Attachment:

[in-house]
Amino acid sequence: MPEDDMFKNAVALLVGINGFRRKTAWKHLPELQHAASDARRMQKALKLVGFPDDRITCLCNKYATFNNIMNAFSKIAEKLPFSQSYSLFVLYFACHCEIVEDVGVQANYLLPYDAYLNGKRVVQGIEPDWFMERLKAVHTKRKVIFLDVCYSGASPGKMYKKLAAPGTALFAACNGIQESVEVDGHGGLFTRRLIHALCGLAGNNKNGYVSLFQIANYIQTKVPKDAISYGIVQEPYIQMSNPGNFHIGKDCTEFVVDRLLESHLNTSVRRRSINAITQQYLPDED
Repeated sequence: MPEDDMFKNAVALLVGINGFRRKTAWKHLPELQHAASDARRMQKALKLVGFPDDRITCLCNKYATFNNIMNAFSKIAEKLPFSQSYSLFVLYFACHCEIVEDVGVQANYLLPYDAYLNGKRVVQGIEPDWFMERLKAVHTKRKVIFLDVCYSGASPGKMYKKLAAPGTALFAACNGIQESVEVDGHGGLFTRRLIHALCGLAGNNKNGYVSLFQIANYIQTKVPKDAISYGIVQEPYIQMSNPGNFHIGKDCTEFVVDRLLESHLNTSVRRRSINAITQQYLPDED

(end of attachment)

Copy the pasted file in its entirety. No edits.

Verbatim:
[in-house]
Amino acid sequence: MPEDDMFKNAVALLVGINGFRRKTAWKHLPELQHAASDARRMQKALKLVGFPDDRITCLCNKYATFNNIMNAFSKIAEKLPFSQSYSLFVLYFACHCEIVEDVGVQANYLLPYDAYLNGKRVVQGIEPDWFMERLKAVHTKRKVIFLDVCYSGASPGKMYKKLAAPGTALFAACNGIQESVEVDGHGGLFTRRLIHALCGLAGNNKNGYVSLFQIANYIQTKVPKDAISYGIVQEPYIQMSNPGNFHIGKDCTEFVVDRLLESHLNTSVRRRSINAITQQYLPDED
Repeated sequence: MPEDDMFKNAVALLVGINGFRRKTAWKHLPELQHAASDARRMQKALKLVGFPDDRITCLCNKYATFNNIMNAFSKIAEKLPFSQSYSLFVLYFACHCEIVEDVGVQANYLLPYDAYLNGKRVVQGIEPDWFMERLKAVHTKRKVIFLDVCYSGASPGKMYKKLAAPGTALFAACNGIQESVEVDGHGGLFTRRLIHALCGLAGNNKNGYVSLFQIANYIQTKVPKDAISYGIVQEPYIQMSNPGNFHIGKDCTEFVVDRLLESHLNTSVRRRSINAITQQYLPDED